“I only kind of started to realise when we walked out of the shop and went to go food shopping; the place is packed,” she explained. “Everyone is like buying in bulk, there was like nothing left on the shelves and the queues wrapped around the whole store.”
“I just remember thinking that if anyone in this shop has Covid-19, then we all have Covid-19, and if all shops are like this, then at this rate half the country already has the disease.”
Another student also spoke to Trinity News about where they were when she initially heard the news. “When Trinity closed, I specifically remember that it was the week after Reading Week, and I didn’t come in that day, because I was going to a concert.”
“On the day Varadkar made the announcement, I was getting dressed and I decided to go in early and meet one of my friends for lunch,” she explained. “Suddenly, we just get this news like ‘oh, we’re closing for two weeks’.”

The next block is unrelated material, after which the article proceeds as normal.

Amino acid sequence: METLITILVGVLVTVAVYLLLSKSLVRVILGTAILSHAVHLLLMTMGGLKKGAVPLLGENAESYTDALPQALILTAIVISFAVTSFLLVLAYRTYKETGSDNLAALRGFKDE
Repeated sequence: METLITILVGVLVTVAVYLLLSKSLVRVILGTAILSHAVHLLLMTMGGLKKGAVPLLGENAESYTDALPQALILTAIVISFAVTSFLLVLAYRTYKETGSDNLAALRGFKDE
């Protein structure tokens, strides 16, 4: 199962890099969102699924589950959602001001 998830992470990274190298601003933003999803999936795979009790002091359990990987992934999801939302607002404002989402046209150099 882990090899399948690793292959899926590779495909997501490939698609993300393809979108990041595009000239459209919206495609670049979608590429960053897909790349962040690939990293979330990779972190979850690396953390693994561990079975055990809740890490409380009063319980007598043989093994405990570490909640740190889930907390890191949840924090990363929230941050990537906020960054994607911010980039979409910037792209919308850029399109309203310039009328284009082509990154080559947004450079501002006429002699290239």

“Everything was normal one minute, I was getting ready to go out, and the next, we were told we were going to be closed for two weeks. Little did I know it was going to be a whole year.”
Following an acceleration of the first wave of the pandemic, College told students living in Trinity Accommodation that they had to leave by the following evening on 16 March 2020. All students whose home is in Ireland were told they must return home and “stay at home until notified otherwise,” and students with a home overseas should aim to have left their Trinity accommodation by 5pm on Wednesday March 18.